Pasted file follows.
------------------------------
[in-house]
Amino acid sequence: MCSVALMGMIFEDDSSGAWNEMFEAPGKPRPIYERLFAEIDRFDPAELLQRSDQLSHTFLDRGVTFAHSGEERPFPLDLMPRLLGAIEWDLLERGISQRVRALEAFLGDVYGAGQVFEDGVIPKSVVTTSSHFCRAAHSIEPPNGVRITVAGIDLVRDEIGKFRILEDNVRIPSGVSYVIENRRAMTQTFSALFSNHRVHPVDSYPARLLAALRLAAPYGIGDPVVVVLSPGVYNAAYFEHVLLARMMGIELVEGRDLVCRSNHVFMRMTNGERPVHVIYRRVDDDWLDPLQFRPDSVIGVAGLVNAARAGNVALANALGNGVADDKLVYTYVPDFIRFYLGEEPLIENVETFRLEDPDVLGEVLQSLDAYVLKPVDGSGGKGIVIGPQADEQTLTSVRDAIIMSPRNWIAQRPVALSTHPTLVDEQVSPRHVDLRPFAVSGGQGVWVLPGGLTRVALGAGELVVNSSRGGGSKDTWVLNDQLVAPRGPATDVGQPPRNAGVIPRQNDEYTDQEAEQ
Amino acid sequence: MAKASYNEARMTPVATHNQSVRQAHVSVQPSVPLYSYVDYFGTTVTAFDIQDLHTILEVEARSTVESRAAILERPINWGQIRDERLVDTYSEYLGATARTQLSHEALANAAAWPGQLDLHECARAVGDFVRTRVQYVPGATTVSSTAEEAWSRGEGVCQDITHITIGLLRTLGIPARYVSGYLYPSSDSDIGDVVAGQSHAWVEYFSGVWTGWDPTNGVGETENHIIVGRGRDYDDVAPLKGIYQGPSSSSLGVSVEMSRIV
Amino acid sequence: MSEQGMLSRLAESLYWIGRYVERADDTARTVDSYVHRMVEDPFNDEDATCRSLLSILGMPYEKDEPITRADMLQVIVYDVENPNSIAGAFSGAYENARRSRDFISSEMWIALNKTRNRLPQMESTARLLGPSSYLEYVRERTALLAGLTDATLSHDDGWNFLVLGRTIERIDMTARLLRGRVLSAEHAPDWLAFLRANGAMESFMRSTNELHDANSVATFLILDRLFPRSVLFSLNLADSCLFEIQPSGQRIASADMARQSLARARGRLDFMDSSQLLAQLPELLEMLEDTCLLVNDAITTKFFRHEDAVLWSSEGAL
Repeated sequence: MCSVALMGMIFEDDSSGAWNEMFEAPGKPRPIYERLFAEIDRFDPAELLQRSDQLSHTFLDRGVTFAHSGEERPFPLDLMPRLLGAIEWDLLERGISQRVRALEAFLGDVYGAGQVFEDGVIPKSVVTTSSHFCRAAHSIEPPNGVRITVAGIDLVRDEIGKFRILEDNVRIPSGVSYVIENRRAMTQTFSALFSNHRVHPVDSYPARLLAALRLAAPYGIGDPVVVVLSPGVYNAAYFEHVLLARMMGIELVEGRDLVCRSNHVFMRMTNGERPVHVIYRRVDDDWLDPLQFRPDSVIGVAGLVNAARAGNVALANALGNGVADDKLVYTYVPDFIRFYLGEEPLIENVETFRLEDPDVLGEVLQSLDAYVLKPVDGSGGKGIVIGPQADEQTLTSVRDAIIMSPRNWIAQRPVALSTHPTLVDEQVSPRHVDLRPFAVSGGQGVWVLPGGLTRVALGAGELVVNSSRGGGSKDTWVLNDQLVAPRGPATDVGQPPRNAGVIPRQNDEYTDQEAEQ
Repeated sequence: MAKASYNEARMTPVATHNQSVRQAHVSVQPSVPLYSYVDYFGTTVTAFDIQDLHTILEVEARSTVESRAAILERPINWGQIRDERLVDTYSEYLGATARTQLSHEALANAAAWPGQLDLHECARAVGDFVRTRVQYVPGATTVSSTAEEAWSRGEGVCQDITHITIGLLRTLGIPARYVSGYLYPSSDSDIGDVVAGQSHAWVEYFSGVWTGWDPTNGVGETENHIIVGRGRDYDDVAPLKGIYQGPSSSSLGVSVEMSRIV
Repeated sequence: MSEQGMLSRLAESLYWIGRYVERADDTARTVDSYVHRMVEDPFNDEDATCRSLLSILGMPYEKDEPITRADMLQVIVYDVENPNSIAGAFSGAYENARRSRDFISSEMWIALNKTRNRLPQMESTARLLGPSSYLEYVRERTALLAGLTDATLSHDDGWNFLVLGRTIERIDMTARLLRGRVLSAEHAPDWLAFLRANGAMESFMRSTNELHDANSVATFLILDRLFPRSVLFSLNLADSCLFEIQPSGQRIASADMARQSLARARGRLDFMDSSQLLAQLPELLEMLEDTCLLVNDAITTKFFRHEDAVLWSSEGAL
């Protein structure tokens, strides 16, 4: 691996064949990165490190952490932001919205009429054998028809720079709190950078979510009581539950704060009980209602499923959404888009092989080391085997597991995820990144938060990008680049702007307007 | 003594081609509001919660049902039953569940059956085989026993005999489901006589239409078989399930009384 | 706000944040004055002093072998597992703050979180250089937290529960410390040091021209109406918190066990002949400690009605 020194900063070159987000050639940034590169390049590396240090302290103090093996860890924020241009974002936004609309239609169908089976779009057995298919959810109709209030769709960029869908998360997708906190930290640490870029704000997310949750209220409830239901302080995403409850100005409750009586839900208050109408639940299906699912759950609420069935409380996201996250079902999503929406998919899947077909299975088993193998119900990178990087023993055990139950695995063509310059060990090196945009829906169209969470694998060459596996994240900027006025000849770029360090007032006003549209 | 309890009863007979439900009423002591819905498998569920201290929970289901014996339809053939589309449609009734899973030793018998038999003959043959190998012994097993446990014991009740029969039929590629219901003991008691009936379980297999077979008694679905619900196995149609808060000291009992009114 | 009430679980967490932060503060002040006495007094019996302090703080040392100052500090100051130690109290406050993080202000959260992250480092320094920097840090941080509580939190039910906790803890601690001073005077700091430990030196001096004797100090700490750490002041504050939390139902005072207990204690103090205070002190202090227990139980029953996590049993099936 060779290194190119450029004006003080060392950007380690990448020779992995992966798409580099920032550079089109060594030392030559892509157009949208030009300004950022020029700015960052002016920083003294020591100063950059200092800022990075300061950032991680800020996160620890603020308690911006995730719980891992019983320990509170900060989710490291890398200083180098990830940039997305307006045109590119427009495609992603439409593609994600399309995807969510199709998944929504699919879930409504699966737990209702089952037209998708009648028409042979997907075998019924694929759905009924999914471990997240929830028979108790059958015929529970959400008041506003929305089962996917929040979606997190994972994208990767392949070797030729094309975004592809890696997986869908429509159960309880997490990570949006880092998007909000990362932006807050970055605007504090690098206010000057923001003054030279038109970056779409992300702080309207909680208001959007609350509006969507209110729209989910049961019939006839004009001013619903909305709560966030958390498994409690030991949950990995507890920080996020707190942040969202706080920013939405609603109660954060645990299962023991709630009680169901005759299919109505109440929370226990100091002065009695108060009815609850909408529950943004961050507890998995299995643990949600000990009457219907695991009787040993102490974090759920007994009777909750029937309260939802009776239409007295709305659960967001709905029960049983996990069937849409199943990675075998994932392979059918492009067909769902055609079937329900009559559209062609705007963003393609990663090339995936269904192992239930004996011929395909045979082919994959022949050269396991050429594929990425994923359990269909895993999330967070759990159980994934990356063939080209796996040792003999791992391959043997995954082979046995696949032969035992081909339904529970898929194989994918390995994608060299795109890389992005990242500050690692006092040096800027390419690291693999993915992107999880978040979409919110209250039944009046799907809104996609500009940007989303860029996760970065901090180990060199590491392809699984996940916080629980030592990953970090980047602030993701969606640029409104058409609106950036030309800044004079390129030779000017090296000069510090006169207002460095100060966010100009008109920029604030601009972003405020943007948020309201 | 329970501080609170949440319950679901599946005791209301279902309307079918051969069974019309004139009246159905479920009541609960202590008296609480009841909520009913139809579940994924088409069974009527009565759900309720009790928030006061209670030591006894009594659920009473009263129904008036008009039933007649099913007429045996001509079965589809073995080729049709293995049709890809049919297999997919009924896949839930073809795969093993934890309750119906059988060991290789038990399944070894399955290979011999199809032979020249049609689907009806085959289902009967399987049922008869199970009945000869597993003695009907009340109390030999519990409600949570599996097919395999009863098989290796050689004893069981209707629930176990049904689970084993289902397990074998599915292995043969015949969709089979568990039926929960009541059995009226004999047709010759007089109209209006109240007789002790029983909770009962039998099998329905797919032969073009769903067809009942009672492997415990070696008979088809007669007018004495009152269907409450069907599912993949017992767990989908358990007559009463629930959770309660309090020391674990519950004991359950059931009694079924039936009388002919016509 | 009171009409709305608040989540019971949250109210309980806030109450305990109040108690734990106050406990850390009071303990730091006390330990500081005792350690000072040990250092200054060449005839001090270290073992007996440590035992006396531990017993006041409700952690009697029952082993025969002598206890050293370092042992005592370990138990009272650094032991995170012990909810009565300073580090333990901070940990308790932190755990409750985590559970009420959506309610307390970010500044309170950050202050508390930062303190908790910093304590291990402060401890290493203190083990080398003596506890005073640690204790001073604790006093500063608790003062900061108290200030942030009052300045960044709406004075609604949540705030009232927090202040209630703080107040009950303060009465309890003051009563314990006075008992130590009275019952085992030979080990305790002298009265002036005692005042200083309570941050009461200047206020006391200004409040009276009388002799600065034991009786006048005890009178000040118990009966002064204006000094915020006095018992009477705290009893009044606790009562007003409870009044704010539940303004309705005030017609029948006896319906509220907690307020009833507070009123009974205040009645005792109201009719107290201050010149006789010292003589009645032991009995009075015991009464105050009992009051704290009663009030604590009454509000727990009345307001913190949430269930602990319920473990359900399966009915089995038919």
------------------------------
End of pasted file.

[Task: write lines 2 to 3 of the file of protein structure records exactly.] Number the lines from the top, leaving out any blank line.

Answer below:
Amino acid sequence: MCSVALMGMIFEDDSSGAWNEMFEAPGKPRPIYERLFAEIDRFDPAELLQRSDQLSHTFLDRGVTFAHSGEERPFPLDLMPRLLGAIEWDLLERGISQRVRALEAFLGDVYGAGQVFEDGVIPKSVVTTSSHFCRAAHSIEPPNGVRITVAGIDLVRDEIGKFRILEDNVRIPSGVSYVIENRRAMTQTFSALFSNHRVHPVDSYPARLLAALRLAAPYGIGDPVVVVLSPGVYNAAYFEHVLLARMMGIELVEGRDLVCRSNHVFMRMTNGERPVHVIYRRVDDDWLDPLQFRPDSVIGVAGLVNAARAGNVALANALGNGVADDKLVYTYVPDFIRFYLGEEPLIENVETFRLEDPDVLGEVLQSLDAYVLKPVDGSGGKGIVIGPQADEQTLTSVRDAIIMSPRNWIAQRPVALSTHPTLVDEQVSPRHVDLRPFAVSGGQGVWVLPGGLTRVALGAGELVVNSSRGGGSKDTWVLNDQLVAPRGPATDVGQPPRNAGVIPRQNDEYTDQEAEQ
Amino acid sequence: MAKASYNEARMTPVATHNQSVRQAHVSVQPSVPLYSYVDYFGTTVTAFDIQDLHTILEVEARSTVESRAAILERPINWGQIRDERLVDTYSEYLGATARTQLSHEALANAAAWPGQLDLHECARAVGDFVRTRVQYVPGATTVSSTAEEAWSRGEGVCQDITHITIGLLRTLGIPARYVSGYLYPSSDSDIGDVVAGQSHAWVEYFSGVWTGWDPTNGVGETENHIIVGRGRDYDDVAPLKGIYQGPSSSSLGVSVEMSRIV